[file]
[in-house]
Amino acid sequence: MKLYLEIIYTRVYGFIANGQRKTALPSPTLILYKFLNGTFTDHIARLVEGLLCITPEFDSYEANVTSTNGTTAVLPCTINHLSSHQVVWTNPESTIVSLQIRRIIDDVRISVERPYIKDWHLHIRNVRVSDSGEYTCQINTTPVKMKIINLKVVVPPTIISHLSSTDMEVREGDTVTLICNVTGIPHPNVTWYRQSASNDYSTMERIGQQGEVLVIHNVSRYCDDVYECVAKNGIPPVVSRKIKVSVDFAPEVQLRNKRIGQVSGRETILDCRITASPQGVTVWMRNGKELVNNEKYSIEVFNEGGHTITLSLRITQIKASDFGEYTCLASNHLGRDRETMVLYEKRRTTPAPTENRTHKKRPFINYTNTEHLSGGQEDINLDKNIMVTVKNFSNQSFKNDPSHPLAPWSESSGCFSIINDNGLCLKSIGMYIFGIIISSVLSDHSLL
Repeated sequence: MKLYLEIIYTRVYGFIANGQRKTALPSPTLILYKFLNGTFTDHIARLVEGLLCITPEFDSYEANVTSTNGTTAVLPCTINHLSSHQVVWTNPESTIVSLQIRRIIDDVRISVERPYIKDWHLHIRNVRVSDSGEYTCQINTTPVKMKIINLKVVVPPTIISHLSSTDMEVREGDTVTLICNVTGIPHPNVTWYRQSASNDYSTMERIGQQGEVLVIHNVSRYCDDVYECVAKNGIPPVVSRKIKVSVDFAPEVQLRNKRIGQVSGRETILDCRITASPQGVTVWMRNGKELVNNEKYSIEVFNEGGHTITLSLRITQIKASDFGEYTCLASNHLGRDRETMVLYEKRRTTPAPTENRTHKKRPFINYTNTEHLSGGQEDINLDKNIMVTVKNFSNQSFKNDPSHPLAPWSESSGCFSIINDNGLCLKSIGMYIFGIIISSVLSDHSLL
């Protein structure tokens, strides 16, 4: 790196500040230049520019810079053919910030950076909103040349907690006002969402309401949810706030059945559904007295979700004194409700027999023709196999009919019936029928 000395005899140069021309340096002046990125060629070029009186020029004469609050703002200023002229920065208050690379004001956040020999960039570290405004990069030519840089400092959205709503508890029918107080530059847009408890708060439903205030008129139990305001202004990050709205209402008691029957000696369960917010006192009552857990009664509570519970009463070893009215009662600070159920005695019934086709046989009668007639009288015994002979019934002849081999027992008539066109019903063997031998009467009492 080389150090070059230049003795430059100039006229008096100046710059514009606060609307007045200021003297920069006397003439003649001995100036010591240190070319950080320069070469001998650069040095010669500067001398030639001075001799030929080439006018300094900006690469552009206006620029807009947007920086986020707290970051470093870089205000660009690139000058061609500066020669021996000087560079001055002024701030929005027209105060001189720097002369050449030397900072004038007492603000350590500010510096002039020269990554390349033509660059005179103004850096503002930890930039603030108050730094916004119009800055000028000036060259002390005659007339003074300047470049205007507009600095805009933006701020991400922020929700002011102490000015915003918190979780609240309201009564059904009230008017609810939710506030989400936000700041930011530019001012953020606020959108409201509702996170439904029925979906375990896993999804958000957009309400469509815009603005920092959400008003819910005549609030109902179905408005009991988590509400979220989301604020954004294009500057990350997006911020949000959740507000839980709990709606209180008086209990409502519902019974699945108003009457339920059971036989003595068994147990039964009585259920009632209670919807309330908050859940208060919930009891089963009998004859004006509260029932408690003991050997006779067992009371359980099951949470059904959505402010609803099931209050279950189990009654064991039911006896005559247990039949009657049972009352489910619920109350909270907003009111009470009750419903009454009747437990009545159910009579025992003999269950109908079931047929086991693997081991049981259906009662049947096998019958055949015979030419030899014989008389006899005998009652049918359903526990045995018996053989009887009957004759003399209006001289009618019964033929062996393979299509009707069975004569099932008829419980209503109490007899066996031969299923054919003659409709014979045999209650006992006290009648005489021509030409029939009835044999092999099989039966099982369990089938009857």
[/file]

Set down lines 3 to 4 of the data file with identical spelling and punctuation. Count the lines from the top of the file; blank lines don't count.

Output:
Repeated sequence: MKLYLEIIYTRVYGFIANGQRKTALPSPTLILYKFLNGTFTDHIARLVEGLLCITPEFDSYEANVTSTNGTTAVLPCTINHLSSHQVVWTNPESTIVSLQIRRIIDDVRISVERPYIKDWHLHIRNVRVSDSGEYTCQINTTPVKMKIINLKVVVPPTIISHLSSTDMEVREGDTVTLICNVTGIPHPNVTWYRQSASNDYSTMERIGQQGEVLVIHNVSRYCDDVYECVAKNGIPPVVSRKIKVSVDFAPEVQLRNKRIGQVSGRETILDCRITASPQGVTVWMRNGKELVNNEKYSIEVFNEGGHTITLSLRITQIKASDFGEYTCLASNHLGRDRETMVLYEKRRTTPAPTENRTHKKRPFINYTNTEHLSGGQEDINLDKNIMVTVKNFSNQSFKNDPSHPLAPWSESSGCFSIINDNGLCLKSIGMYIFGIIISSVLSDHSLL
């Protein structure tokens, strides 16, 4: 790196500040230049520019810079053919910030950076909103040349907690006002969402309401949810706030059945559904007295979700004194409700027999023709196999009919019936029928 000395005899140069021309340096002046990125060629070029009186020029004469609050703002200023002229920065208050690379004001956040020999960039570290405004990069030519840089400092959205709503508890029918107080530059847009408890708060439903205030008129139990305001202004990050709205209402008691029957000696369960917010006192009552857990009664509570519970009463070893009215009662600070159920005695019934086709046989009668007639009288015994002979019934002849081999027992008539066109019903063997031998009467009492 080389150090070059230049003795430059100039006229008096100046710059514009606060609307007045200021003297920069006397003439003649001995100036010591240190070319950080320069070469001998650069040095010669500067001398030639001075001799030929080439006018300094900006690469552009206006620029807009947007920086986020707290970051470093870089205000660009690139000058061609500066020669021996000087560079001055002024701030929005027209105060001189720097002369050449030397900072004038007492603000350590500010510096002039020269990554390349033509660059005179103004850096503002930890930039603030108050730094916004119009800055000028000036060259002390005659007339003074300047470049205007507009600095805009933006701020991400922020929700002011102490000015915003918190979780609240309201009564059904009230008017609810939710506030989400936000700041930011530019001012953020606020959108409201509702996170439904029925979906375990896993999804958000957009309400469509815009603005920092959400008003819910005549609030109902179905408005009991988590509400979220989301604020954004294009500057990350997006911020949000959740507000839980709990709606209180008086209990409502519902019974699945108003009457339920059971036989003595068994147990039964009585259920009632209670919807309330908050859940208060919930009891089963009998004859004006509260029932408690003991050997006779067992009371359980099951949470059904959505402010609803099931209050279950189990009654064991039911006896005559247990039949009657049972009352489910619920109350909270907003009111009470009750419903009454009747437990009545159910009579025992003999269950109908079931047929086991693997081991049981259906009662049947096998019958055949015979030419030899014989008389006899005998009652049918359903526990045995018996053989009887009957004759003399209006001289009618019964033929062996393979299509009707069975004569099932008829419980209503109490007899066996031969299923054919003659409709014979045999209650006992006290009648005489021509030409029939009835044999092999099989039966099982369990089938009857």